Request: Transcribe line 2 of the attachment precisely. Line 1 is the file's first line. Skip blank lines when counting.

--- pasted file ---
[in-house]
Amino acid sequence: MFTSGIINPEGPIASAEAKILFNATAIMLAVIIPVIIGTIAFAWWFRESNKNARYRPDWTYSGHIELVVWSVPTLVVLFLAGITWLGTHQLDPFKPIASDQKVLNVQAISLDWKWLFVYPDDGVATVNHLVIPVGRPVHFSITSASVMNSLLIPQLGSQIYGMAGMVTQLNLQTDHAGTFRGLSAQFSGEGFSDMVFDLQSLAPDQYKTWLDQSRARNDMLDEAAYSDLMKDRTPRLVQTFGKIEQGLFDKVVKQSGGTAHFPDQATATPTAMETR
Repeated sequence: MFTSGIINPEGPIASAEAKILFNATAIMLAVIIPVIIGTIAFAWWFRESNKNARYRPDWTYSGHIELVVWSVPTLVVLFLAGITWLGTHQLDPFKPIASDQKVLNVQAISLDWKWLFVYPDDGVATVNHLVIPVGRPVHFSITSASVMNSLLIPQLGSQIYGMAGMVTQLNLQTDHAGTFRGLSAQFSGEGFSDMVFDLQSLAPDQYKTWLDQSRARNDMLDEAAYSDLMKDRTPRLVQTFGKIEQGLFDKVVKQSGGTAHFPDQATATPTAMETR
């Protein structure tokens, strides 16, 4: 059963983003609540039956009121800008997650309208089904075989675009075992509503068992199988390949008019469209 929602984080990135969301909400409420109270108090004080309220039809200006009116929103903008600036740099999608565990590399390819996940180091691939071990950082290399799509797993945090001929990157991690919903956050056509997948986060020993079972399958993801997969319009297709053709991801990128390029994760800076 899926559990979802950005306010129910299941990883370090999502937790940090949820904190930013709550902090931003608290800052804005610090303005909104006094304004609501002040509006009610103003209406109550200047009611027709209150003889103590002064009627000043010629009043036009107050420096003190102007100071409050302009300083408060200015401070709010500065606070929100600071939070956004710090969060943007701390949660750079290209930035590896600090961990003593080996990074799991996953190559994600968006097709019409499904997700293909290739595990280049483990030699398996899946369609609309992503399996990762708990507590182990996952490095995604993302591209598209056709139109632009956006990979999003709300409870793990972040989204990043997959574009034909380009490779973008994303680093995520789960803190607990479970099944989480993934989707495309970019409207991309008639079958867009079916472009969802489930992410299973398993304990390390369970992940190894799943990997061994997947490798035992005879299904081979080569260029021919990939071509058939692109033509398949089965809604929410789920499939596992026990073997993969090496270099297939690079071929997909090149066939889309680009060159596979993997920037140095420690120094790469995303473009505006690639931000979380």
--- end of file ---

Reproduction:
Amino acid sequence: MFTSGIINPEGPIASAEAKILFNATAIMLAVIIPVIIGTIAFAWWFRESNKNARYRPDWTYSGHIELVVWSVPTLVVLFLAGITWLGTHQLDPFKPIASDQKVLNVQAISLDWKWLFVYPDDGVATVNHLVIPVGRPVHFSITSASVMNSLLIPQLGSQIYGMAGMVTQLNLQTDHAGTFRGLSAQFSGEGFSDMVFDLQSLAPDQYKTWLDQSRARNDMLDEAAYSDLMKDRTPRLVQTFGKIEQGLFDKVVKQSGGTAHFPDQATATPTAMETR